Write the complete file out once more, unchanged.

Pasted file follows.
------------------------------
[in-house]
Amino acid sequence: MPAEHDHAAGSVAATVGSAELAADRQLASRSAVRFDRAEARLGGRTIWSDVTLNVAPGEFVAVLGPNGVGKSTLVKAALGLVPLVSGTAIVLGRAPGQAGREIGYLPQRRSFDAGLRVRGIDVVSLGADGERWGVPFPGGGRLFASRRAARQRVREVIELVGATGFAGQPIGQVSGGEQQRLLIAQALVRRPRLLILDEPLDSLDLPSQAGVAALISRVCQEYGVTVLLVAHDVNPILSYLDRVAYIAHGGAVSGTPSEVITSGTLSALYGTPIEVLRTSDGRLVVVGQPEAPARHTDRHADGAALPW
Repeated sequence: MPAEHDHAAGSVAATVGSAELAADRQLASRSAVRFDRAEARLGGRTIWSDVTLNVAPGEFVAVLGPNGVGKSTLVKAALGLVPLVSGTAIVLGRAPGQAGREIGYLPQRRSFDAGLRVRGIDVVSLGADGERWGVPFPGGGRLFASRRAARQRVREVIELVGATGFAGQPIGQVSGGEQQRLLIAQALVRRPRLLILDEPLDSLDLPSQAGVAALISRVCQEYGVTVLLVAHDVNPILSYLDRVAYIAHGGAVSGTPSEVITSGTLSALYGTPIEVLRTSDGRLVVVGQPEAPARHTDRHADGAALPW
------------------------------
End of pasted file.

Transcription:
[in-house]
Amino acid sequence: MPAEHDHAAGSVAATVGSAELAADRQLASRSAVRFDRAEARLGGRTIWSDVTLNVAPGEFVAVLGPNGVGKSTLVKAALGLVPLVSGTAIVLGRAPGQAGREIGYLPQRRSFDAGLRVRGIDVVSLGADGERWGVPFPGGGRLFASRRAARQRVREVIELVGATGFAGQPIGQVSGGEQQRLLIAQALVRRPRLLILDEPLDSLDLPSQAGVAALISRVCQEYGVTVLLVAHDVNPILSYLDRVAYIAHGGAVSGTPSEVITSGTLSALYGTPIEVLRTSDGRLVVVGQPEAPARHTDRHADGAALPW
Repeated sequence: MPAEHDHAAGSVAATVGSAELAADRQLASRSAVRFDRAEARLGGRTIWSDVTLNVAPGEFVAVLGPNGVGKSTLVKAALGLVPLVSGTAIVLGRAPGQAGREIGYLPQRRSFDAGLRVRGIDVVSLGADGERWGVPFPGGGRLFASRRAARQRVREVIELVGATGFAGQPIGQVSGGEQQRLLIAQALVRRPRLLILDEPLDSLDLPSQAGVAALISRVCQEYGVTVLLVAHDVNPILSYLDRVAYIAHGGAVSGTPSEVITSGTLSALYGTPIEVLRTSDGRLVVVGQPEAPARHTDRHADGAALPW